At a resentencing hearing today, U.S. District Judge Sim Lake of the Southern District of Texas resentenced Skilling to 168 months in prison. That was at the low end of a range of 168 to 210 months recommended by federal prosecutors in a May sentencing agreement.
“We, of course, thought that 168 months was appropriate,” Skilling’s criminal-defense attorney Daniel Petrocelli told reporters after the resentencing hearing. “This is a good man who has much to give. He should be returned back to the community.”
Lake also ordered Skilling to turn over approximately $42 million in restitution, which will go to victims of the Enron financial collapse, and to devote at least 300 hours of community service to help people find jobs during his first year of release.
In a written statement also issued June 21, acting Assistant Attorney General Mythili Raman of the Criminal Division, wrote, “The sentence handed down today ends years of litigation, imposes significant punishment upon the defendant and precludes him from ever challenging his conviction or sentence.”
“With today’s court action, victims of Skilling’s crimes will finally receive more than $40 million that he owes them,” Raman wrote.
Skilling, 59, has been in federal custody since December 2006. In May 2006, a jury in Houston convicted Skilling of 19 counts of conspiracy, fraud, insider trading and lying to auditors.
In 2009 and again in 2011, the 5th U.S. Circuit Court of Appeals affirmed Skilling’s criminal convictions but vacated his sentence and remanded it for resentencing. In April 2012, the U.S. Supreme Court denied his petition for a writ of certiorari.
On May 8, the Fraud Section of the U.S. Department of Justice Criminal Division filed a notice informing Lake that it had a sentencing agreement with Skilling that could reduce his 24-year sentence to a sentence of 168 to 210 months.
In the six-page sentencing agreement filed in May, the DOJ and Skilling “agree to recommend jointly” that Lake resentence Skilling at a guideline range of 168 to 210 months of imprisonment. Skilling agreed to “waive all potential challenges to his convictions and sentence,” and neither side will appeal a sentence within the recommended range.
A graying Skilling, wearing green prison clothes in the courtroom, hugged Petrocelli after the sentencing. Members of Skilling’s family who were sitting in the front row of the courtroom, reacted with tears.
Petrocelli, a partner in O’Melveny & Myers in Century City, Calif., told reporters that family members decline comment.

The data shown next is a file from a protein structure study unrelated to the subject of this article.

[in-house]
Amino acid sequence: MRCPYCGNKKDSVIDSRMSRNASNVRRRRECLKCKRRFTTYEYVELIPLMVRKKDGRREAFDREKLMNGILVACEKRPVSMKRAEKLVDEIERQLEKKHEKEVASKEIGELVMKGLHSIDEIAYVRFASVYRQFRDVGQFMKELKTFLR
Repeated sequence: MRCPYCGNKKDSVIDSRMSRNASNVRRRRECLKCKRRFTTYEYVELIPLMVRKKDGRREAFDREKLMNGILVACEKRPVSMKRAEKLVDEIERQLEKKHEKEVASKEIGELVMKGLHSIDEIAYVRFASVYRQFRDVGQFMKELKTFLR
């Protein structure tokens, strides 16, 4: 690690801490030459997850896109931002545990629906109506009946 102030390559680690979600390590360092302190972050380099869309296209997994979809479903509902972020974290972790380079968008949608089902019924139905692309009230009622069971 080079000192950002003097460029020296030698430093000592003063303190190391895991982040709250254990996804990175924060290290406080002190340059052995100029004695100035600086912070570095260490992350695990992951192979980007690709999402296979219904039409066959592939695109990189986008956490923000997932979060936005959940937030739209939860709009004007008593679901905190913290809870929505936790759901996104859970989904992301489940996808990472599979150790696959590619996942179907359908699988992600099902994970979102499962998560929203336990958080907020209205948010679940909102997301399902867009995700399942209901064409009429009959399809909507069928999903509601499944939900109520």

Skilling declined Lake’s offer during the hearing to discuss his sentencing, saying a written statement he sent the judge would suffice. Lake told Skilling he had read all of the 200 supportive letters people mailed to him, including about 15 from prison inmates Skilling met while in custody.
Prosecutor Patrick Stokes told Lake that a sentence of 168 to 210 months would “appropriately account” for Skilling’s conduct. Stokes told Lake that in coming to a sentencing agreement with Skilling, the government considered “first and foremost” Skilling’s need to pay restitution.
“This will complete the process of stripping Mr. Skilling of his ill-gotten gains,” Stokes said in court.
“Mr. Skilling and others at Enron thought they were above the rules. . . . He knowingly used lies to hide from the public, the employees, what was really going on at Enron,” Stokes told Lake.
Diana Peters, a former Enron employee, urged Lake to impose the maximum sentence of 210 months. She was the only victim to address the court at the hearing.
Petrocelli told Lake that a 14-year sentence “more than meets the objectives,” because, in the sentencing agreement, Skilling agreed to drop his appeals and to pay about $42 million in restitution. Even at 14 years, Skilling’s sentence is the longest, by far, of any Enron defendant, Petrocelli said.
When sentencing Skilling, Lake said Skilling did contribute to the early success of Enron, and he has done a lot of charitable work, but evidence at his criminal trial showed Skilling “repeatedly lied to investors, including Enron employees.”
— Brenda Sapino Jeffreys